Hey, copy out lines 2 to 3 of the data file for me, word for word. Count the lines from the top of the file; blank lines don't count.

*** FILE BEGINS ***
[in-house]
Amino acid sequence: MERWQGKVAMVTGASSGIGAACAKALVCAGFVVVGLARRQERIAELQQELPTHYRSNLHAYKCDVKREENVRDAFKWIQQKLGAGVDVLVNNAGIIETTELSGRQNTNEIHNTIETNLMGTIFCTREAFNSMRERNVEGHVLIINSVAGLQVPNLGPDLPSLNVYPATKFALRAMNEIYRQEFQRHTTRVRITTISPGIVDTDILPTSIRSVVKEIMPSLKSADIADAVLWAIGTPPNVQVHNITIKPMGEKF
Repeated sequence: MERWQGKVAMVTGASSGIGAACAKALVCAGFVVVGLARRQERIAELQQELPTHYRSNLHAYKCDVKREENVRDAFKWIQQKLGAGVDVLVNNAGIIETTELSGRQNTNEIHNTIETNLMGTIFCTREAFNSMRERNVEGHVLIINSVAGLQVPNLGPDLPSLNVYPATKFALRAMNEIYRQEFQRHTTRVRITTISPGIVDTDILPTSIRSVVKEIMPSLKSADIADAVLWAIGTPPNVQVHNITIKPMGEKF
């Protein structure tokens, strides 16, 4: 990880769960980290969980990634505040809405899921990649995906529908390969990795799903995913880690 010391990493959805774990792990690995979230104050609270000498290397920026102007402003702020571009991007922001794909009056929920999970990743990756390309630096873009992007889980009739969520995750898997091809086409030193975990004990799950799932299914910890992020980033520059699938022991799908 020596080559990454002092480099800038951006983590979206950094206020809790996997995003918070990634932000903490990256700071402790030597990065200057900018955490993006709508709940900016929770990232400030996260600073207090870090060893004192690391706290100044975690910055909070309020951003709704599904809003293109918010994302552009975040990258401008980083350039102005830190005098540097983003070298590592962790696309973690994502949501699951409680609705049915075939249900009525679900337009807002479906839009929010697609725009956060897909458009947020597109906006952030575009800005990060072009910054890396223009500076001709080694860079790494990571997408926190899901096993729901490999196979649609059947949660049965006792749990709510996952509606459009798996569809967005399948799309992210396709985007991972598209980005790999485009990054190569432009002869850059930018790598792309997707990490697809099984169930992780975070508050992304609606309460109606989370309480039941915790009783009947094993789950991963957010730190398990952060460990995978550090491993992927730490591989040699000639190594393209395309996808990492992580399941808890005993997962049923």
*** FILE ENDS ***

Amino acid sequence: MERWQGKVAMVTGASSGIGAACAKALVCAGFVVVGLARRQERIAELQQELPTHYRSNLHAYKCDVKREENVRDAFKWIQQKLGAGVDVLVNNAGIIETTELSGRQNTNEIHNTIETNLMGTIFCTREAFNSMRERNVEGHVLIINSVAGLQVPNLGPDLPSLNVYPATKFALRAMNEIYRQEFQRHTTRVRITTISPGIVDTDILPTSIRSVVKEIMPSLKSADIADAVLWAIGTPPNVQVHNITIKPMGEKF
Repeated sequence: MERWQGKVAMVTGASSGIGAACAKALVCAGFVVVGLARRQERIAELQQELPTHYRSNLHAYKCDVKREENVRDAFKWIQQKLGAGVDVLVNNAGIIETTELSGRQNTNEIHNTIETNLMGTIFCTREAFNSMRERNVEGHVLIINSVAGLQVPNLGPDLPSLNVYPATKFALRAMNEIYRQEFQRHTTRVRITTISPGIVDTDILPTSIRSVVKEIMPSLKSADIADAVLWAIGTPPNVQVHNITIKPMGEKF